# Making Quantum Dynamics Exact

The concept of thermodynamics is nearing its 175th birthday. Despite the longevity of the field, many thermodynamics-related questions remain unanswered. One of those questions is exactly how the laws of thermodynamics emerge in a many-body, quantum system. Another is how to characterize chaos in that same system. Both problems involve understanding how quantum entanglement evolves in a complex quantum system, something that has been hard to study because solving the models used to describe such systems is numerically costly in time and computing power. Now, three research groups present theoretical advances that help circumvent that challenge by providing analytical descriptions and exact solutions for various aspects of thermodynamics and of chaos in these quantum systems [1–3].

The new studies all consider quantum many-body systems, which are systems that contain a large number of interacting particles. These particles all obey the laws of quantum mechanics and their repeated interactions give rise to quantum correlations and quantum entanglement in the system. The systems also all obey the laws of thermodynamics.

The second law of thermodynamics states that when an isolated quantum many-body system is “quenched,” such that it is driven out of equilibrium, the system’s state will evolve over time to reach a state of thermal equilibrium and maximum entropy. An exact description of this so-called thermalization process is challenging because of several complicating factors. One factor is the huge number of degrees of freedom in interacting quantum many-body systems, which can make models intractable. Another factor is that the parameters describing the system’s entanglement and correlations change over time. These two factors typically limit analyses to small quantum systems and short evolution times, but even for these cases the studies are still extremely demanding.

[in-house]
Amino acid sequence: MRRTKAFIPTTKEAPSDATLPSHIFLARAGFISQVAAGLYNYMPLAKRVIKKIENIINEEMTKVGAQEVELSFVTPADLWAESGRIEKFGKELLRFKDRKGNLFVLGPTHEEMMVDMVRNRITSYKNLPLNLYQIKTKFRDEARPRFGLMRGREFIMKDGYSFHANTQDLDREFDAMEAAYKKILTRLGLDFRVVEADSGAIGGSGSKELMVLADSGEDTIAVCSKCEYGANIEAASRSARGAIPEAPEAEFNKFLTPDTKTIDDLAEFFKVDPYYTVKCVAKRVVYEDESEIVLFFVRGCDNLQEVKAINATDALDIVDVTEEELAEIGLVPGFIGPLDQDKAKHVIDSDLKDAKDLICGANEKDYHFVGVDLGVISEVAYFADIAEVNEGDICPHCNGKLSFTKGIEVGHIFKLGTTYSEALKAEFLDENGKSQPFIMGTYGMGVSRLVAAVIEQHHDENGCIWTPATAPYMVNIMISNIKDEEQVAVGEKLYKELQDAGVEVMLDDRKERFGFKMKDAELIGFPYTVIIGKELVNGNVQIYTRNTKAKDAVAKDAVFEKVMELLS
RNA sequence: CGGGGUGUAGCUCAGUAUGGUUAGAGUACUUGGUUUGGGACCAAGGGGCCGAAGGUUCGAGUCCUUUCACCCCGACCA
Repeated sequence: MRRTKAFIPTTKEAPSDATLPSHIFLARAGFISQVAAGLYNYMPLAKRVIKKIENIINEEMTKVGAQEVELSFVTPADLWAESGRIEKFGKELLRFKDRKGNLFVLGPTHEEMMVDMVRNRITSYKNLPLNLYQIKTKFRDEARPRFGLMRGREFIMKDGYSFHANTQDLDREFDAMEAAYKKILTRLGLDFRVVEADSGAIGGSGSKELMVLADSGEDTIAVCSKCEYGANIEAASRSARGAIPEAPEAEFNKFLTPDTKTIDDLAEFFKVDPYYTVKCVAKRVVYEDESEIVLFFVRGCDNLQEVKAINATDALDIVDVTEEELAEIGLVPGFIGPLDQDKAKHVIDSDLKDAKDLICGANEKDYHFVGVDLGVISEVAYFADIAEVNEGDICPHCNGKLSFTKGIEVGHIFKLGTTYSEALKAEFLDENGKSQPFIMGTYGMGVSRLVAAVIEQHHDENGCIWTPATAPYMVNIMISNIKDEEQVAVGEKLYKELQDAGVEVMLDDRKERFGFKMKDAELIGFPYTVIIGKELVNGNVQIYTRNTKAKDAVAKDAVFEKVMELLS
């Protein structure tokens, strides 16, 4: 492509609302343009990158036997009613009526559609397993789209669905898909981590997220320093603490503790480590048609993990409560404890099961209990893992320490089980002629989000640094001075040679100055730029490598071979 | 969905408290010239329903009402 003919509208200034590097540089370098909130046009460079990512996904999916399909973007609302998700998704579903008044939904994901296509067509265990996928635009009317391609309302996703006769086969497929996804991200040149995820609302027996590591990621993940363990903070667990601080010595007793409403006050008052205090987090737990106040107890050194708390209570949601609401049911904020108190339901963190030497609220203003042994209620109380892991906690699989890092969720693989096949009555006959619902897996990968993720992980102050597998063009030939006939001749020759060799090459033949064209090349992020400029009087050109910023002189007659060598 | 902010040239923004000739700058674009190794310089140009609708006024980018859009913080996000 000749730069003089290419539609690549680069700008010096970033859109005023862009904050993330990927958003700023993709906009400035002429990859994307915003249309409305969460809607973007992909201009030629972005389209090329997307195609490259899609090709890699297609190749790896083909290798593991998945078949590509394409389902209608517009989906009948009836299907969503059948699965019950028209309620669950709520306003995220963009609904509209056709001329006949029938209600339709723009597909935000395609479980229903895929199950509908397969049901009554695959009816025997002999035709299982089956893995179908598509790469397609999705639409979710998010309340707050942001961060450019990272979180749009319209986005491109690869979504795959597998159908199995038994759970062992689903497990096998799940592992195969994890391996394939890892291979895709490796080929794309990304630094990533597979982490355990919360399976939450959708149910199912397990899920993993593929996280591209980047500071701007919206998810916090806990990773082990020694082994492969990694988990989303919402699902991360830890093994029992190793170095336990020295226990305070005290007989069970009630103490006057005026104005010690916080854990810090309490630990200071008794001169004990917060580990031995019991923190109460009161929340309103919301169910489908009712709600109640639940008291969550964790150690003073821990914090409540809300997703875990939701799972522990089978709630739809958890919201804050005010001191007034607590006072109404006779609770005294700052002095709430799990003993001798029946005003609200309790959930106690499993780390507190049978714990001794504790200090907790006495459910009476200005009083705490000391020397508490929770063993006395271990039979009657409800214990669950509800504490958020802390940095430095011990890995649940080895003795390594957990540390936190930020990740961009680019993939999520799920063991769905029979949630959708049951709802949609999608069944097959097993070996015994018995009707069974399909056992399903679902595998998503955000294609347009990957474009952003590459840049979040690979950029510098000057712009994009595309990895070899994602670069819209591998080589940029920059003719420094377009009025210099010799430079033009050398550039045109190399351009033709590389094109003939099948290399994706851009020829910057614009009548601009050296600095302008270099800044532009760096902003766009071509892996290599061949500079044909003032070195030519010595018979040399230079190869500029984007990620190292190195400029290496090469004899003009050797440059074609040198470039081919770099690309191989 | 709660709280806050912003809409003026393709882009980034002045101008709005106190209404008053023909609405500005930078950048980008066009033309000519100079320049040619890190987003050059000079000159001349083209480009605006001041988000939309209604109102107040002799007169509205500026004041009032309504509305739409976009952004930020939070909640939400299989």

A third complicating factor is chaos, which in quantum many-body systems manifests as nonlocal propagation of quantum information. The presence of chaos adds an additional layer of complexity to models, but it can also allow for some simplifications. For example, in a chaotic classical system, researchers can ignore the individual motions of particles and can instead describe the system using macroscopic features, such as temperature and specific heat, provided by thermodynamics. Chaos is also intrinsically linked to thermodynamics through a quantum system’s entanglement dynamics. That means that models that describe the dynamics of quantum many-body systems can also describe their thermodynamic and chaotic properties.

Previously developed methods address some of the above-mentioned complications, allowing the modeling of larger systems and longer evolution times, but those methods involve approximations that can limit accuracy. Researchers are thus developing alternative methods. One promising approach involves interpreting the system as a series of quantum circuits. These circuits approximate the time-evolving dynamics of the quantum system with gates and wires. The gates perform unitary transformations on the system’s state, and the wires are used to represent the passage of time. Quantum-circuit models are highly simplified models, but they still retain most of the essential physics of the complex phenomena. The three new studies all use this approach, although they work with distinct circuits and consider different aspects of the problem.